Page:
Robert Wynn had already served in the Australian Navy before returning to New Zealand to join the army and fight what were called CTs, or Communist Terrorists, during the Malayan Emergency. Of the two years he spent in the country, he estimates he clocked up 18 months on patrol in the jungle. Aside from the enemy there were other concerns, including tigers and red ants. Robert saw action, but in this Memory of Service interview he doesn’t like to talk about that. Instead he focuses on his impressions of the country, and the unbreakable bonds forged with his fellow soldiers.
Captain Thomas Blake was one of about 40 veterinarians to serve New Zealand in the First World War. He accompanied some of the 10,000 Kiwi farm horses sent to the frontlines in the Middle East and, later France. They faced terrible conditions: sand and heat in Sinai, mud and rain in France, and suffered disease and horrific wounds. This Great War Stories episode explores the tight bond between horse and soldier. In the end, only four horses came home. Blake also made history: while in Egypt, he became the first Kiwi to marry while the troops were on active service.
In this fifth season episode of Māori Television’s hunting show, presenter Howie Morrison Jnr slings his rifle over his shoulder and heads to Taranaki to accept Matt Newton’s invitation to sample the region’s hunting experiences. First up, he sidesteps the bush bashing and heads into the skies with Precision Helicopters. After whakapapa stories over tea — World War II fighter pilots and deer recovery — the pair are inspired to go out and shoot down goats and stags. Then it’s wild bull in the scrub. ‘Today’s tip’ looks at bowhunting with Kevin Watson.
The youngest of eight children from a prominent Canterbury family, brothers Robin and Gordon Harper signed up eagerly to enlist in World War l. The Harpers fought in Turkey and Egypt as machine gunners with the Canterbury Mounted Rifles, earning medals for their bravery at Hill 60 in Gallipoli. Using their farming skills, the brothers found each other on the battlefield with their distinctive dog whistles. Susan Harper, a relative of the pair, displays a Turkish machine gun one of the brothers brought home. The other sibling was killed in battle in Egypt.
All Black Ranji Wilson was 30 when he set off for France to fight with the Rifle Brigade during WWl. When he wasn't involved with trench warfare, his rugby skills were used to full advantage. Wilson vice captained the "Trench Blacks" to win against the French in 1918. After France (where he was injured at the Battle of Havrincourt), Wilson visited South Africa but wasn't allowed to play rugby because he was "coloured". Wilson, whose father was West Indian, became an All Black selector on his return to New Zealand and died in Lower Hutt in 1953.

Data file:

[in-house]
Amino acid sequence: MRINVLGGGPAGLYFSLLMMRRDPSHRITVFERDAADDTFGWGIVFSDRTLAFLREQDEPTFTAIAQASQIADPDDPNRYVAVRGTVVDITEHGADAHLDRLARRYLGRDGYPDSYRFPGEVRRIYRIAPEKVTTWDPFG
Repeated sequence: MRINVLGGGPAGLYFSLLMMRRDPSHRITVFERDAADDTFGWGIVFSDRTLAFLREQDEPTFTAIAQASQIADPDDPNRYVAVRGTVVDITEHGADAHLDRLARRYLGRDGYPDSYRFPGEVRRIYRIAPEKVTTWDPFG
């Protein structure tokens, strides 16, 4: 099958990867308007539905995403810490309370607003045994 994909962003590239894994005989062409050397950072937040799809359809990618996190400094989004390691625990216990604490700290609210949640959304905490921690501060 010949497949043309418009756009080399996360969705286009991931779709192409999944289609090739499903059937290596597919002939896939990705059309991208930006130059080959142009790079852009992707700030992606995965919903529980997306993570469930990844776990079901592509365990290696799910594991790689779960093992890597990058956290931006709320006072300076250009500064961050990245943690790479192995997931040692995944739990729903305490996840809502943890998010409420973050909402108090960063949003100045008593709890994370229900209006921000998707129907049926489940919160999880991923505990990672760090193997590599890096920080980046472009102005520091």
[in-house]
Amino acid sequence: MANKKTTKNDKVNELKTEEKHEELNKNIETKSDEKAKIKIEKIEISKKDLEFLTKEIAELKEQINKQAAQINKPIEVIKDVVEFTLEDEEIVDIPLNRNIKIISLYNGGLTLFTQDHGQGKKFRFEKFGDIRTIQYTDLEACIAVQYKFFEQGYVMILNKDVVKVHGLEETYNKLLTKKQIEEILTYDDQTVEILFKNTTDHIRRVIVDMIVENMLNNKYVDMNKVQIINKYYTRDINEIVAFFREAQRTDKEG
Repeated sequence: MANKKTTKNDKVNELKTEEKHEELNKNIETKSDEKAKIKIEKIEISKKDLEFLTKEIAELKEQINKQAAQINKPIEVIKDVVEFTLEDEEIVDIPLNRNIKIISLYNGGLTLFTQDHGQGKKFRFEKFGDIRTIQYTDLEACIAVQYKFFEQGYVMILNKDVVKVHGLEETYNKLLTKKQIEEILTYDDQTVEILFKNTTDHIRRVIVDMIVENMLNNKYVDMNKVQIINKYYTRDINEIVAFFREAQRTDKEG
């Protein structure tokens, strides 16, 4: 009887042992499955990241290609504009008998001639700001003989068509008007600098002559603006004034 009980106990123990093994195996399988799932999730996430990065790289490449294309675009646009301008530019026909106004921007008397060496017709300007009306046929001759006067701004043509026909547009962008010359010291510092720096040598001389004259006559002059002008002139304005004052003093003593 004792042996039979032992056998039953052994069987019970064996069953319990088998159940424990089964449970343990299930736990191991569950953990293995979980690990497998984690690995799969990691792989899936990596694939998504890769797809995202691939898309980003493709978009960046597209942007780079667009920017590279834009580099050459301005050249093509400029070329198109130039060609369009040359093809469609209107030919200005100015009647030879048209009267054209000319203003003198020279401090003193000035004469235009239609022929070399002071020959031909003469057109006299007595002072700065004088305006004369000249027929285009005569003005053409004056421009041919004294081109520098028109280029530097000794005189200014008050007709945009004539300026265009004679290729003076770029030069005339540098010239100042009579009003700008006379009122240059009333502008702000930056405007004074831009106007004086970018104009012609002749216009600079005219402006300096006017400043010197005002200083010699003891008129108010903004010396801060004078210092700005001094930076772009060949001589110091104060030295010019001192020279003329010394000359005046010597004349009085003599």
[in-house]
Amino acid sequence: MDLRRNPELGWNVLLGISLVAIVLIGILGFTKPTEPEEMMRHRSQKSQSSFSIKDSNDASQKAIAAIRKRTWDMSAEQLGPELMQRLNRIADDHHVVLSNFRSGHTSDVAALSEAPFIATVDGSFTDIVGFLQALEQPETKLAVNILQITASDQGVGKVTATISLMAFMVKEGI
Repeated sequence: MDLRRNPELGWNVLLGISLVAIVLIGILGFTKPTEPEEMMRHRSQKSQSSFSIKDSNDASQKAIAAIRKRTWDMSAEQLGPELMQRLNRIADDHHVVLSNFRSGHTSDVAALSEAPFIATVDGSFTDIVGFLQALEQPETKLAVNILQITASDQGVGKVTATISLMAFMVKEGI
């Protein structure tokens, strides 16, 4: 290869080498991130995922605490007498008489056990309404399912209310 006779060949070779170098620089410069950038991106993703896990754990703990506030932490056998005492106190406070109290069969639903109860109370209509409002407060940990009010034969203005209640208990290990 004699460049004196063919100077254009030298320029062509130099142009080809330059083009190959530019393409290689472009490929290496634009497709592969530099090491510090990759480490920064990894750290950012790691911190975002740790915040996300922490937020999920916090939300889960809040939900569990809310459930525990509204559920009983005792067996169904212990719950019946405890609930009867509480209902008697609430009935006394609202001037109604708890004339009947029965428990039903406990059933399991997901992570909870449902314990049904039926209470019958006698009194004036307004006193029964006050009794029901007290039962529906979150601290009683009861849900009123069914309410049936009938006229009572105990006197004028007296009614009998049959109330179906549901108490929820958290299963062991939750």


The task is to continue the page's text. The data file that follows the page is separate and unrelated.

On 7 May 2009, police executing a search warrant in a Napier suburb were shot at by Jan Molenaar. Senior Constable Len Snee was killed, two officers and a neighbour injured; a 50 hour siege ensued. This adaptation of the events into a telefeature dominated the 2012 New Zealand Television Awards, winning Best One-off Drama, Script (John Banas), Performance (Mark Mitchinson as Molenaar), Supporting Actress (Miriama Smith), and Best Sound Design (Chris Burt). Hawke's Bay Today reviewer Roger Moroney said of the Mike Smith-directed drama: "They got it right".
New Zealand Munitions was the 26th National Film Unit effort, and the longest made in the Unit's first year. The NFU was established in August 1941 to make films illustrating New Zealand's war effort. Completed in December of that year, this is a classic propaganda piece. As World War II intensifies, New Zealanders are reassured that the country has the heavy industry required to supply its army. Factories are converted to wartime needs and munitions pour out. A suitably bellicose script informs viewers "This is our striking power: men and munitions."
Bill Dobson was one of around 500 New Zealanders to be taken prisoner by the Germans during World War I. His grandsons, filmmakers Grant and Bryce Campbell, use Dobson’s letters home, his sketch book and contemporary photographs to describe his journey. Bill was one of 210 Kiwis captured at French village Méteren, near the Belgian border, during Germany’s 1918 Spring Offensive. Camp conditions were tough, but Dobson filled his time with prolific sketching and performing in the Camp Concert Party. Post-war, Dobson married vaudeville performer Louise Morris.
An edition of the Pictorial Parade magazine-film series, 'The New Army' provides a short potted history of Kiwis in combat overseas, from World War I to the then-current Malayan Emergency. From the First New Zealand Expeditionary Force being reviewed by King George V in England, through desert warfare and island hopping in World War II, to the New Zealand Regiment's 2nd Battalion training for jungle warfare. The reel finishes with the battalion displaying new weapons and techniques, before parading through Wellington and embarking for Malaya.
In this fifth season episode of Māori Television’s long-running hunting show, presenter Howie Morrison Junior heads to the Central North Island’s Rangitikei region. First Howie pulls on the moleskins and tweeds and goes shooting at Rathmoy for pheasant. Then it’s off to Whio Lodge with Dan Steele, where they try to source the main ingredient in goat curry, throw axes, meet cave wētā and whistle up the lodge’s namesake. Howie also meets trapper Leon Stratford, helping protect whio and kiwi. Adam Rowbotham's tip of the week is bacon and eggs cooked in a brown paper bag.